The invention also provides apparatus for performing the method defined in the paragraph immediately hereinabove, said apparatus comprising means for burning less than 33 mole percent of the hydrogen sulphide content of the feed gas stream in a first combustion region to form water vapour and sulphur dioxide; means for introducing oxygen into the combustion region to support the combustion of the hydrogen sulphide; a thermal reaction region, in association with the combustion region, for reacting unburnt hydrogen sulphide with said sulphur dioxide to form sulphur vapour and water vapour; first means for extracting the thus formed sulphur vapour; downstream of said extracting means at least one catalytic reaction region for reaction between hydrogen sulphide and sulphur dioxide to form further water vapour and sulphur vapour; second means for extracting said further sulphur vapour, and means for adjusting the mole ratio of said hydrogen sulphide to sulphur dioxide to bring it to the stoichiometric value or one approximating thereto, said adjusting means comprising a second combustion region in which, in use, a further portion of hydrogen sulphide is burnt wherein no gas is recycled to said first combustion region.
The second combustion region is preferably intermediate the first sulphur extraction means and said at least one catalytic reaction region.
The thermal reaction region typically has heat exchange means associated therewith for reducing the temperature of the gas mixture upstream of the first sulphur extraction means.
By burning less than 33 mole per cent of the hydrogen sulphide content of the feed gas mixture in the first combustion region, a greater proportion of hydrogen sulphide becomes available for moderating the temperature in such region and therefore there is a reduced or no need for other moderating gases in this combustion region. Thus, it becomes unnecessary to recycle to the first combustion region gas from downstream of the thermal reaction region and we strongly prefer not to perform such a recycle. Thus, typically, the only fluid other than hydrogen sulphide and oxygen to be introduced into the first combustion region is whatever fluid (if any) other than hydrogen sulphide is inherently present in the feed gas mixture. Indeed, it is possible to use in the method and apparatus according to the invention a pure source of oxygen, although less preferably oxygen-enriched air may be employed.
Some or all of the gas mixture leaving the first sulphur condenser may be passed into the second combustion region. Provided a stable flame can be maintained in the second combustion region, all the gas mixture from the first sulphur extraction means is preferably passed into the second combustion region. Preferably, pure oxygen is used to support combustion in the second combustion region. Such use of pure oxygen helps to maximise the flame temperature in the second combustion region, although it is possible to use oxygen-enriched air in the second combustion region instead of pure oxygen to support the combustion of the hydrogen sulphide. However, if difficulties would be likely to arise in maintaining such a stable flame, some of the gas mixture leaving the first sulphur extraction means may by-pass the second combustion region.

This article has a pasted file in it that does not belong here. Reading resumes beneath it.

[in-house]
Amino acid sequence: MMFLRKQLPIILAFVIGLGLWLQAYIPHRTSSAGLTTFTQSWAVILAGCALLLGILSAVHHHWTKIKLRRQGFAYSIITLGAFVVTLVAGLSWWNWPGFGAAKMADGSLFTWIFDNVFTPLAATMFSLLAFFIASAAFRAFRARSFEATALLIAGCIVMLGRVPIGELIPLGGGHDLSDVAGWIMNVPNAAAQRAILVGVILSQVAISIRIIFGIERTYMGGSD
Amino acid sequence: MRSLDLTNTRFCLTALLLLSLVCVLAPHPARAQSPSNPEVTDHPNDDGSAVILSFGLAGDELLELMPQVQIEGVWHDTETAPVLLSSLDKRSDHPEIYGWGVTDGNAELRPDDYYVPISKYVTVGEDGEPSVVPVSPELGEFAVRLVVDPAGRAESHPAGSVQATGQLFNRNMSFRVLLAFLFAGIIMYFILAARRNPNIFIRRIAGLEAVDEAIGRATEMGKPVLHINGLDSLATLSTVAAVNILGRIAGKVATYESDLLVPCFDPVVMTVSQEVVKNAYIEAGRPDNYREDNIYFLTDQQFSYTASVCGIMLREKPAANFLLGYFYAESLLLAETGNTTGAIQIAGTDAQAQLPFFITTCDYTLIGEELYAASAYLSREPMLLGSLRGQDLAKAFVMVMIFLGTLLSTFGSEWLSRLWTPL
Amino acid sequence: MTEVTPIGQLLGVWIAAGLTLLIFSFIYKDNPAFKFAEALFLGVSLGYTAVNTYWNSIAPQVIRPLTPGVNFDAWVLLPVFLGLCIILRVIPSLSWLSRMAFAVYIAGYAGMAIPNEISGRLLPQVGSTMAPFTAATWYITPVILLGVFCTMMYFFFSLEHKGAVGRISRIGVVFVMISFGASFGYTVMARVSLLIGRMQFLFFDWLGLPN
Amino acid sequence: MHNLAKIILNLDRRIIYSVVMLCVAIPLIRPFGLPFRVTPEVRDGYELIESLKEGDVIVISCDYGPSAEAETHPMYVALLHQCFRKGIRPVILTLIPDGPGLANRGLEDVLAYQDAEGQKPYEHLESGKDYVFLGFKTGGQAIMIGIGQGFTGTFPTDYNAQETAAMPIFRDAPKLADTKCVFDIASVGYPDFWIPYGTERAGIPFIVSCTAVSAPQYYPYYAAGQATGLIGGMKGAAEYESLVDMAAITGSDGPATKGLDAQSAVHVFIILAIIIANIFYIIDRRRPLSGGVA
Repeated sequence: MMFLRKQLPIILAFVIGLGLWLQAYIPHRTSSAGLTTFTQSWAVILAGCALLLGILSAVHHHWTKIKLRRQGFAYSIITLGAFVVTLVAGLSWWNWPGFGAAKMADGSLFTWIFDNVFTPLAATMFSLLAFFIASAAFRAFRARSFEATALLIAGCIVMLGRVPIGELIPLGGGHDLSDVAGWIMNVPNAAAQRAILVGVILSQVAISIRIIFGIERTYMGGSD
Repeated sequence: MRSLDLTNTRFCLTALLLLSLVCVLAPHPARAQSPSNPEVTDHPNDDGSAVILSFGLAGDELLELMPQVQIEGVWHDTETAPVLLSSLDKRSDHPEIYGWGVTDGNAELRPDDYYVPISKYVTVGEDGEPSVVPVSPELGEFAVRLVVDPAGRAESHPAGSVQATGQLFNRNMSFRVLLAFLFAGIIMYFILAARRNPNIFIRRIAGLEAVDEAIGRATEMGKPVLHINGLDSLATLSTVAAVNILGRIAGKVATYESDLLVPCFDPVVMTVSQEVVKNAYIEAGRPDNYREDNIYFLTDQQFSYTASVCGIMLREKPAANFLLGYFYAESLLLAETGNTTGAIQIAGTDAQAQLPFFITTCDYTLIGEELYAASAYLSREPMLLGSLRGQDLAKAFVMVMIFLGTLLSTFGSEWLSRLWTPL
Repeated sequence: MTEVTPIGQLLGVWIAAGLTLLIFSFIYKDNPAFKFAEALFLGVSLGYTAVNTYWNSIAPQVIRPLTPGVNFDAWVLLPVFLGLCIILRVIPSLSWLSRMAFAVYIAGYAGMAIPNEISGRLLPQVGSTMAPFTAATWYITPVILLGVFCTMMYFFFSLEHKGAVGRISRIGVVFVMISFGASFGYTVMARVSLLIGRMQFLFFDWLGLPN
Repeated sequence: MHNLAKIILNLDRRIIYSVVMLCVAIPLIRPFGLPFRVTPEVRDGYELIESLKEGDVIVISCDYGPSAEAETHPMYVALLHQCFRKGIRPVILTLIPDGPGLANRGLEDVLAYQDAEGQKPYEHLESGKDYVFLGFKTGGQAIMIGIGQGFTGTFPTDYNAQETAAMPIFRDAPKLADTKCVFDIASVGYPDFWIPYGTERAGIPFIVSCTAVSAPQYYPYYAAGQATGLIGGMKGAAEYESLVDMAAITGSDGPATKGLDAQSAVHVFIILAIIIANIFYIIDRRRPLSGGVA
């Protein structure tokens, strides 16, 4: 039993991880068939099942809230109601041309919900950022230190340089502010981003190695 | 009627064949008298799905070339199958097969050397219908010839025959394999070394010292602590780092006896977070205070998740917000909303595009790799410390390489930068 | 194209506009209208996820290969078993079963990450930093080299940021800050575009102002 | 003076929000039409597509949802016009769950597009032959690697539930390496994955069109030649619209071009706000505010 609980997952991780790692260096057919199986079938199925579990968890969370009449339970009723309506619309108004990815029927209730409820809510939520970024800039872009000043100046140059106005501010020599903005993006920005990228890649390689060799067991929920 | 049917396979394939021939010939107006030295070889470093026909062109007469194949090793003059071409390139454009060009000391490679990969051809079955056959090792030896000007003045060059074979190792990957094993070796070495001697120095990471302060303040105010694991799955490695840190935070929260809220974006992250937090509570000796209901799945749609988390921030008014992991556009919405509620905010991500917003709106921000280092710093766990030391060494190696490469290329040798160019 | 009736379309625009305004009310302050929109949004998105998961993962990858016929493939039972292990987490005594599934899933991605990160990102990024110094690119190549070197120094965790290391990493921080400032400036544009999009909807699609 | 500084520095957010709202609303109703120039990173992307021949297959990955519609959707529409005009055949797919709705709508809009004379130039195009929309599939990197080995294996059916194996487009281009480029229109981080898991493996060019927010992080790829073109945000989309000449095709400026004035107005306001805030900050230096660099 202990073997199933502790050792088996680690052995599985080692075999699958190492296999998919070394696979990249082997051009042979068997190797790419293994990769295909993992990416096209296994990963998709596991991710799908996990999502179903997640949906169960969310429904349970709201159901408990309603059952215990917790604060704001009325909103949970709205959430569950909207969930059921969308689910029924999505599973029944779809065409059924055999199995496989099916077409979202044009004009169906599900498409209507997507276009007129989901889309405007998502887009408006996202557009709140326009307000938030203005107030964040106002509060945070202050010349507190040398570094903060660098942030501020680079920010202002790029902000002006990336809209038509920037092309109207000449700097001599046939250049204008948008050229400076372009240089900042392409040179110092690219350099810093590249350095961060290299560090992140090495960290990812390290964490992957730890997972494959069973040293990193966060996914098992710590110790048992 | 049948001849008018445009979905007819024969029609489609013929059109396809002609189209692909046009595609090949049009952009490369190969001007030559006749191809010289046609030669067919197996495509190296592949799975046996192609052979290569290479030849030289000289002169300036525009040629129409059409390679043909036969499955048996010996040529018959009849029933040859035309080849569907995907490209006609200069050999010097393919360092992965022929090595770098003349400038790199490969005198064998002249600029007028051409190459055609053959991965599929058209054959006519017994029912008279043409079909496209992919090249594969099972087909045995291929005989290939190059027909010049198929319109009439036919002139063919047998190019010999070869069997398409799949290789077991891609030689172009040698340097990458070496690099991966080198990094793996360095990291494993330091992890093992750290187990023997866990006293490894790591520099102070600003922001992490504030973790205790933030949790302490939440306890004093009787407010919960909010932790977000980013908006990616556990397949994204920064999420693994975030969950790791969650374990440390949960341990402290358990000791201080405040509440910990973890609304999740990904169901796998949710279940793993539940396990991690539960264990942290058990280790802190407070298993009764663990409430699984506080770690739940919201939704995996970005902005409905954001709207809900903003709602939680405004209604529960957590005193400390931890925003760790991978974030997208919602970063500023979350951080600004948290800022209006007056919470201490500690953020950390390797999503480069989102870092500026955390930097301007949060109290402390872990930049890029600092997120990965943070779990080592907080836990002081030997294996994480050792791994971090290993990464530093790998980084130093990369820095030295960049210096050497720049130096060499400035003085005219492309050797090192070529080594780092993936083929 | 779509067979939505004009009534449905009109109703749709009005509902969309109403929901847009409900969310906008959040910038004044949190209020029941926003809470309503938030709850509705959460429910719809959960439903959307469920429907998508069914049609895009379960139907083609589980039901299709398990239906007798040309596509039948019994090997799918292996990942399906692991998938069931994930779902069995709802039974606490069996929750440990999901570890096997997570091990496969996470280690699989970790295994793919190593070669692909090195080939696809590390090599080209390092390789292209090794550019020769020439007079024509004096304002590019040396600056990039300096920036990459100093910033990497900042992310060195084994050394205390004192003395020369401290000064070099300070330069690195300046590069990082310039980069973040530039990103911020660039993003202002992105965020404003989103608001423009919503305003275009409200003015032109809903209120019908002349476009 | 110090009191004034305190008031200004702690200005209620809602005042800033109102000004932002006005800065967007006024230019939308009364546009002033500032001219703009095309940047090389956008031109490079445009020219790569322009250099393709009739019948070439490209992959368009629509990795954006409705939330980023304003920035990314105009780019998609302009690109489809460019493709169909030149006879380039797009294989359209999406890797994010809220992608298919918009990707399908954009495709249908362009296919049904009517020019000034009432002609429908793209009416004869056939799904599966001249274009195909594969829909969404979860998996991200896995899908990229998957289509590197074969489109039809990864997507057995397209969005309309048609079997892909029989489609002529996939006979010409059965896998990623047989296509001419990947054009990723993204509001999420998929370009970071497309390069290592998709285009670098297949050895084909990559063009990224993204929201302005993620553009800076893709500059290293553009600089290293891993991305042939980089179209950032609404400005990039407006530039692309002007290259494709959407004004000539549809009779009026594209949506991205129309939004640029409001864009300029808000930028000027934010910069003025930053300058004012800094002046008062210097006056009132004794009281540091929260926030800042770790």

It is also possible to arrange for some of the gas mixture upstream of the first combustion region to by-pass the first combustion region.
There is preferably a second thermal reaction region downstream of the second combustion region. Reaction between hydrogen sulphide and sulphur dioxide takes place in the second thermal reaction region to form water vapour and sulphur vapour. The gas mixture leaving the second thermal reaction region may typically be cooled and then its sulphur vapour extracted in another sulphur extraction means.
In examples of the invention in which there is some by-passing of the first or second combustion region the by-passed gas mixture may be united upstream, in or downstream of the second thermal reaction region with that which leaves the second combustion region. Preferably in such examples, depending on the mole fraction of hydrogen sulphide in the feed gas mixture, only a relatively small proportion of the gas mixture is by-passed downstream of the first sulphur extraction means.
When, however, the concentration of hydrogen sulphide falls to about, say, 60 to 65% volume of hydrogen sulphide, then there may be no need for a second thermal reaction region or in some of these examples for a waste heat boiler (or like means) downstream of the second combustion region.
Moreover, in some examples of the invention, particularly if the feed gas mixture is relatively dilute in hydrogen sulphide, it may be desirable to by-pass a relatively large proportion of the gas mixture.
Typically, the proportion of the hydrogen sulphide in the feed gas mixture that is burnt in the first combustion region is chosen so as to give a flame temperature of at least 1300° C. Since the extent of thermal reaction between hydrogen sulphide and sulphur dioxide increases with increasing temperature, the temperature in the first combustion region and its associated thermal reaction region is preferably arranged to be the maximum that does not tend to cause damage to the apparatus according to the invention.
Typically up to 25 mole per cent of the feed gas mixture is burnt in the first combustion region. In one example of the method according to the invention, employing a feed gas stream comprising 90 mole per cent hydrogen sulphide and 10 mole per cent carbon dioxide, some 15 to 20 mole per cent of the hydrogen sulphide is burnt to form sulphur dioxide and water vapour in the first combustion region using pure oxygen to support combustion. We calculate that the temperature of the gas mixture leaving the thermal reaction zone associated with the first combustion region thus created is less than 1425° C., and it will typically be possible to use a conventional heat exchanger for cooling the gas mixture leaving the thermal reaction region prior to extraction of the sulphur vapour (for example by condensation of the vapour and separation of the condensate from the non- condensed gas). Downstream of such extraction of the sulphur vapour sufficient oxygen may be supplied to the second combustion region to burn sufficient hydrogen sulphide to adjust the mole ratio of hydrogen sulphide to sulphur dioxide to the stoichiometric value of about 2:1.